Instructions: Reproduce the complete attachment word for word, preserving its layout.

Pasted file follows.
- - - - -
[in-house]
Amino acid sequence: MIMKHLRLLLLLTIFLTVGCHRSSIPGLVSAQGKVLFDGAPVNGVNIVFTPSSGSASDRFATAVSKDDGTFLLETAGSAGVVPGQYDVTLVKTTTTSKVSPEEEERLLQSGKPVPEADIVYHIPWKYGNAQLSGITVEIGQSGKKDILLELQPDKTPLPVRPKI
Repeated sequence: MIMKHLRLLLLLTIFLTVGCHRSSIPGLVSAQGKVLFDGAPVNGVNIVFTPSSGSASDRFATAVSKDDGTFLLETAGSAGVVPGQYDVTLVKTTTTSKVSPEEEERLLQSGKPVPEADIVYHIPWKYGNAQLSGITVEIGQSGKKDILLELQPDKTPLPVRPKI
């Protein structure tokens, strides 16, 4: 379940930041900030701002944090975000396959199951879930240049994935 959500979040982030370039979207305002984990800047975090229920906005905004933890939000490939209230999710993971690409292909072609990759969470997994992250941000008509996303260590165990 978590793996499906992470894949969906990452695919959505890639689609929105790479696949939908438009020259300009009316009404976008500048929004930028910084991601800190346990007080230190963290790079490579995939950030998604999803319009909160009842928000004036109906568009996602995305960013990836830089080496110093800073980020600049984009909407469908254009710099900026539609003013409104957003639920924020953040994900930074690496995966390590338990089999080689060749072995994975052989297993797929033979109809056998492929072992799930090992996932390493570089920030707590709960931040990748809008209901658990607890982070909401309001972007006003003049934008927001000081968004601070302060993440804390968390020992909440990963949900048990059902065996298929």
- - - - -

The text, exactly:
[in-house]
Amino acid sequence: MIMKHLRLLLLLTIFLTVGCHRSSIPGLVSAQGKVLFDGAPVNGVNIVFTPSSGSASDRFATAVSKDDGTFLLETAGSAGVVPGQYDVTLVKTTTTSKVSPEEEERLLQSGKPVPEADIVYHIPWKYGNAQLSGITVEIGQSGKKDILLELQPDKTPLPVRPKI
Repeated sequence: MIMKHLRLLLLLTIFLTVGCHRSSIPGLVSAQGKVLFDGAPVNGVNIVFTPSSGSASDRFATAVSKDDGTFLLETAGSAGVVPGQYDVTLVKTTTTSKVSPEEEERLLQSGKPVPEADIVYHIPWKYGNAQLSGITVEIGQSGKKDILLELQPDKTPLPVRPKI
């Protein structure tokens, strides 16, 4: 379940930041900030701002944090975000396959199951879930240049994935 959500979040982030370039979207305002984990800047975090229920906005905004933890939000490939209230999710993971690409292909072609990759969470997994992250941000008509996303260590165990 978590793996499906992470894949969906990452695919959505890639689609929105790479696949939908438009020259300009009316009404976008500048929004930028910084991601800190346990007080230190963290790079490579995939950030998604999803319009909160009842928000004036109906568009996602995305960013990836830089080496110093800073980020600049984009909407469908254009710099900026539609003013409104957003639920924020953040994900930074690496995966390590338990089999080689060749072995994975052989297993797929033979109809056998492929072992799930090992996932390493570089920030707590709960931040990748809008209901658990607890982070909401309001972007006003003049934008927001000081968004601070302060993440804390968390020992909440990963949900048990059902065996298929």